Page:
Bruce inquired: "Do your original steps have side mounting legs spot welded to base, or do they bolt on, as the reproductions do? Is one leg longer than the other? Is there supposed to be 2 or 3 studs hanging down thru the 3 holes in channel on underside of base? What years or models used the narrowed side legs? I just recieved a NOS set and the side legs are spot welded on to base, one leg is also longer than the other. Outside hole in channel does not have a stud hanging down thru, nor does it look like there ever was one installed? I haven't tried to hold up to Jeep, but repos didn't have a difference in leg length."

Flatfender Step


Rus Curtis said: "I've seen three sets up close. One on a 2A, one on a 3B and one set sent to me that is mostly rust -- off what I don't know. All were spot welded on the leg to base attachment. On two of the three under the base there were three possible bolts or studs. I think bolts because the 'head' is smooth vs. a threaded stud extending beyond the nut. That's a guess. But there were three. The narrowed or tapered legs as best I can tell were on only the flat fenders. The rear leg had one stud mounted down through the tub floor and the other bolt was sideways through the bottom of the body panel. This leg is just behind the floor channel. Actually the floor hat channel has a 'notch' cut out of it to accomodate the stud that sticks through the floor."

The photo shows the tapered rear support on the right side of a '59 CJ-3B. See also the left side step (70K JPEG).

Surrey GalaMaxx stated: "The way to tell the difference between original 2A/3A steps vs. original CJ-5 steps is the rear bracket tapers at the top. Reason is the body narrows down on the earlier Jeeps, just forward of the lower sill."

The tapered leg is visible on Greg Overton's DJ-3A Surrey. See also Robert Baker's photo of a set of steps with brackets (50K JPEG).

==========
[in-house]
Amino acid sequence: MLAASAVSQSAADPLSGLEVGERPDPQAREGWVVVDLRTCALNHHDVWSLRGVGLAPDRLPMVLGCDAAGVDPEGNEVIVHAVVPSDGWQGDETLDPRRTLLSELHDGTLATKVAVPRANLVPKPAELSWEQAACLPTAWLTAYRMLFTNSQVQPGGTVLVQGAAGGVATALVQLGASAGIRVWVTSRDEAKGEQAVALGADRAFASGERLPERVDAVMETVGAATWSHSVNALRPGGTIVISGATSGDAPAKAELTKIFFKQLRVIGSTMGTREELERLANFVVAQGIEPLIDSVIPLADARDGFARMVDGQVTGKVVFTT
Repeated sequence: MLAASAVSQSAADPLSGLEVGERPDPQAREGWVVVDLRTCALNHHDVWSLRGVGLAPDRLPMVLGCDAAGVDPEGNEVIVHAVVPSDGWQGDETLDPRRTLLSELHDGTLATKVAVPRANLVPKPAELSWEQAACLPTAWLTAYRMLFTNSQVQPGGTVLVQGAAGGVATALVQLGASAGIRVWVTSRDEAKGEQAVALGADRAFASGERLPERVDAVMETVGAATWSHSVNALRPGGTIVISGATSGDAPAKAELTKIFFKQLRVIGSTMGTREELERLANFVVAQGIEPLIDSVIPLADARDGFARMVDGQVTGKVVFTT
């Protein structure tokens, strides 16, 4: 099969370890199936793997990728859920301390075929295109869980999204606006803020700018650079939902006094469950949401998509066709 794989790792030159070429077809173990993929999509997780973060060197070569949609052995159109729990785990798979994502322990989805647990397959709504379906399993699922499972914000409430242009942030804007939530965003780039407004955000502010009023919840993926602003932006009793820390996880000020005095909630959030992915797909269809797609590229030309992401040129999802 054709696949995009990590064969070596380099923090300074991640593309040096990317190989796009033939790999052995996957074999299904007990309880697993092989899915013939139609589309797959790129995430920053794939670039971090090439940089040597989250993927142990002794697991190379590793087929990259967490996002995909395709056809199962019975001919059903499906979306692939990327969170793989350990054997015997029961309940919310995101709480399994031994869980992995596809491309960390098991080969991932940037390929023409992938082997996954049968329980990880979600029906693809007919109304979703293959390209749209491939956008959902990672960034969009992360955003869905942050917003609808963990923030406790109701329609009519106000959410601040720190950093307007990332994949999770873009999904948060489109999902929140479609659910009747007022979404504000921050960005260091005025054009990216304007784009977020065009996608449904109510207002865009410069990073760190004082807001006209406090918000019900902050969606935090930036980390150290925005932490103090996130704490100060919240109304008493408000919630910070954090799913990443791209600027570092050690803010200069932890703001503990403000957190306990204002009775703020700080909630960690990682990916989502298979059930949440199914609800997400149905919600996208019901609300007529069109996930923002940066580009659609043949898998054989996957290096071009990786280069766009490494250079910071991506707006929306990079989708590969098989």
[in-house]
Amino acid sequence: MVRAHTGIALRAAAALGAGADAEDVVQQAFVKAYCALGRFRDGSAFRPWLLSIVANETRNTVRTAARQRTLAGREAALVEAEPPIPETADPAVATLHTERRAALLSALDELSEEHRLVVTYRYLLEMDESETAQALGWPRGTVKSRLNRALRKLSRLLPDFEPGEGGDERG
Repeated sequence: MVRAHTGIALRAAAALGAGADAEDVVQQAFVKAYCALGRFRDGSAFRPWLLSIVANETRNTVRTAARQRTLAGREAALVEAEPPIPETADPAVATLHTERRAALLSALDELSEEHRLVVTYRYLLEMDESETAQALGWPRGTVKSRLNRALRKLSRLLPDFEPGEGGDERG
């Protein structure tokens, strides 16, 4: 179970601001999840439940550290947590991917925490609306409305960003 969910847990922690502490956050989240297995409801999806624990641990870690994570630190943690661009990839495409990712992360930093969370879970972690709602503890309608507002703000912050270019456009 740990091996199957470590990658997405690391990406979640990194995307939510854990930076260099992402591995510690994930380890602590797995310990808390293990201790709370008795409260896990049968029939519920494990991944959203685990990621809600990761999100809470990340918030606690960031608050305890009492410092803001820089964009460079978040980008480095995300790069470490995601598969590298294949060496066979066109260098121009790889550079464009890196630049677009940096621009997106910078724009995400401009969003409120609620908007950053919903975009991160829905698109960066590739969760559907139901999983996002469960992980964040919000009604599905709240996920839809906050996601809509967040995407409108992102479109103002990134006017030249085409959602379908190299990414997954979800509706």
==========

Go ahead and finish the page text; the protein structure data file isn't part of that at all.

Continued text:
CJ-5 Step

CJ-6Maxx: "CJ-5 steps have the same bracket front and rear. The tub doesn't narrow down forward of the sill. Straight shot cowl to rear."

The 1960 Fire Island CJ-6 also shows the straight tub of the next generation of Jeeps, and the resulting identical front and rear legs.

NOS stepPhoto by Jonathan George for his article on installing steps, on The CJ-3A Page, shows an original CJ-5-style step with brackets.

See also the bottom view (60K JPEG).
Ken: "Some steps will fit both CJ-5 models and CJ-2A, CJ-3A, and CJ-3B models. The early CJ steps had only one mounting hole on the rear hanger of the step, whereas these steps were modified by Willys utilizing two bolt holes per hanger. For CJ-5 models you utilize the center set of holes in the support bracket, for all other models you use the offset holes according to the side you are mounting the step. In other words, these steps fit either side of the Jeep and the support brackets adjust to either right hand or left hand mount."

Reproduction Step

Repro stepRus Curtis commented on the side steps that many vendors carry: "You will note that all say they fit 2A-3B plus CJ5-6 and M38A1. However, the legs are set up for the CJ-5-style floor, not any of the flat fenders. Look closely at the rear leg, it is the same as the front, length and setup, and we should all know the correct rear leg is tapered and one of the bolts mounts horizontally through the side of the body panel. Additionally, the diamond pattern is more like a bubble or blister."

Maxx again: "On repops, the manufacturer cant quite figure out how to replicate the diamond pattern on the original foot plate. Even when they are crusted with mud and dirt, you can spot the reproduction ones from 20 ft. away. Close but no cigar. However, with the repops the brace that runs from the bottom of the foot tread to the frame is fairly accurate."

Bottom view photo by Joe Notte. See also a top view (60K JPEG), photo by Jonathan George.


Thanks to all the contributors and to Doug Hoffman and Ken Bushdiecker for their help. -- Derek Redmond

Also on CJ3B.info, see Sometimes Jeep Myths Aren't So Mythic: The Case of the Jeep Steps.

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Last updated 3 December 2007 by Derek Redmond redmond@cj3b.info
All content not credited and previously copyright, is copyright Derek Redmond